— P. L. Travers
Context: I’ve always been interested in the Mother Goddess. Not long ago, a young person, whom I don’t know very well, sent a message to a mutual friend that said: “I’m an addict of Mary Poppins, and I want you to ask P. L. Travers if Mary Poppins is not really the Mother Goddess.” So, I sent back a message: “Well, I’ve only recently come to see that. She is either the Mother Goddess or one of her creatures — that is, if we’re going to look for mythological or fairy-tale origins of Mary Poppins.” I’ve spent years thinking about it because the questions I’ve been asked, very perceptive questions by readers, have led me to examine what I wrote. The book was entirely spontaneous and not invented, not thought out. I never said, “Well, I’ll write a story about Mother Goddess and call it Mary Poppins.” It didn’t happen like that. I cannot summon up inspiration; I myself am summoned. Once, when I was in the United States, I went to see a psychologist. It was during the war when I was feeling very cut off. I thought, Well, these people in psychology always want to see the kinds of things you’ve done, so I took as many of my books as were then written. I went and met the man, and he gave me another appointment. And at the next appointment the books were handed back to me with the words: “You know, you don’t really need me. All you need to do is read your own books.” That was so interesting to me. I began to see, thinking about it, that people who write spontaneously as I do, not with invention, never really read their own books to learn from them. And I set myself to reading them. Every now and then I found myself saying, “But this is true. How did she know?” And then I realized that she is me. Now I can say much more about Mary Poppins because what was known to me in my blood and instincts has now come up to the surface in my head.

Pubblicità

„Then the shape, tossed and bent under the wind, lifted the latch of the gate, and they could see that it belonged to a woman, who was holding her hat on with one hand and carrying a bag in the other. As they watched, Jane and Michael saw a curious thing happen. As soon as the shape was inside the gate the wind seemed to catch her up into the air and fling her at the house. It was as though it had flung her first at the gate, waited for her to open it, and then had lifted and thrown her, bag and all, at the front door. The watching children heard a terrific bang, and as she landed the whole house shook.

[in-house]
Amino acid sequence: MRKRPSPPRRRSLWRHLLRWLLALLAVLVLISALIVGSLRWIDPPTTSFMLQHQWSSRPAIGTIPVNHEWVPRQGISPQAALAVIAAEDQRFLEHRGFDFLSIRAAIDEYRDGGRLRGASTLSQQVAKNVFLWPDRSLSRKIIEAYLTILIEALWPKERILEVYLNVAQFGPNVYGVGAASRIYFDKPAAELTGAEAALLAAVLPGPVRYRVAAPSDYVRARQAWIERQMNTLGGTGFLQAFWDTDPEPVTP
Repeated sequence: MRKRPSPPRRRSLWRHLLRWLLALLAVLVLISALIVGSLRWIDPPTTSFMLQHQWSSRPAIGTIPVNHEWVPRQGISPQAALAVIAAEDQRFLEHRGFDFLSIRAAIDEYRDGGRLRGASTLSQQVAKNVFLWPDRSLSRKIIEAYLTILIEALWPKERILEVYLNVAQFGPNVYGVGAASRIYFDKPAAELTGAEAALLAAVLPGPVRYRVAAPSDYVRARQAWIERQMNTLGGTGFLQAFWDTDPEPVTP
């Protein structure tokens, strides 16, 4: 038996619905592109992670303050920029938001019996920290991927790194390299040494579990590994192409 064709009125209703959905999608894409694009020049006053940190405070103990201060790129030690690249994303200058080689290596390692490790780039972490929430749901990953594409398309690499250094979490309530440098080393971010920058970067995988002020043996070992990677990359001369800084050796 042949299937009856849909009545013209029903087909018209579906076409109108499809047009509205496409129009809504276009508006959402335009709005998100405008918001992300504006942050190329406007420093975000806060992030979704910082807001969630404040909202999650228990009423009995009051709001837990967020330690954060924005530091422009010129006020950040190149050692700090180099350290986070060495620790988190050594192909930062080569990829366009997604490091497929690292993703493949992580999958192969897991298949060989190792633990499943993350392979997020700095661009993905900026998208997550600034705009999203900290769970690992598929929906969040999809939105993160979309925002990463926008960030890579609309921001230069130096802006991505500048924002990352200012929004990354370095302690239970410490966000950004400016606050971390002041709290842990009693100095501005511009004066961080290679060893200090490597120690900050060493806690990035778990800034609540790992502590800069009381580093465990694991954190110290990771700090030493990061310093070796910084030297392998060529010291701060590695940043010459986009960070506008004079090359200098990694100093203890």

"How funny! I've never seen that happen before," said Michael.“

— P. L. Travers
Context: Jane and Michael sat at the window watching for Mr. Banks to come home, and listening to the sound of the East Wind blowing through the naked branches of the cherry-trees in the Lane. The trees themselves, turning and bending in the half light, looked as though they had gone mad and were dancing their roots out of the ground. "There he is!" said Michael, pointing suddenly to a shape that banged heavily against the gate. Jane peered through the gathering darkness. "That's not Daddy," she said. "It's somebody else." Then the shape, tossed and bent under the wind, lifted the latch of the gate, and they could see that it belonged to a woman, who was holding her hat on with one hand and carrying a bag in the other. As they watched, Jane and Michael saw a curious thing happen. As soon as the shape was inside the gate the wind seemed to catch her up into the air and fling her at the house. It was as though it had flung her first at the gate, waited for her to open it, and then had lifted and thrown her, bag and all, at the front door. The watching children heard a terrific bang, and as she landed the whole house shook. "How funny! I've never seen that happen before," said Michael. Ch. 1 "East-Wind"

„He said there is, in fact, only one Creator and we mix. That’s our function, to mix the elements He has given us.“

— P. L. Travers
Context: You know C. S. Lewis, whom I greatly admire, said there’s no such thing as creative writing. I’ve always agreed with that and always refuse to teach it when given the opportunity. He said there is, in fact, only one Creator and we mix. That’s our function, to mix the elements He has given us. See how wonderfully anonymous that leaves us? You can’t say, “I did this; this gross matrix of flesh and blood and sinews and nerves did this.” What nonsense! I’m given these things to make a pattern out of. Something gave it to me. I’ve always loved the idea of the craftsman, the anonymous man. For instance, I’ve always wanted my books to be called the work of Anon, because Anon is my favorite literary character. If you look through an anthology of poems that go from the far past into the present time, you’ll see that all the poems signed “Anon” have a very specific flavor that is one flavor all the way through the centuries. I think, perhaps arrogantly, of myself as “Anon.” I would like to think that Mary Poppins and the other books could be called back to make that change. But I suppose it’s too late for that.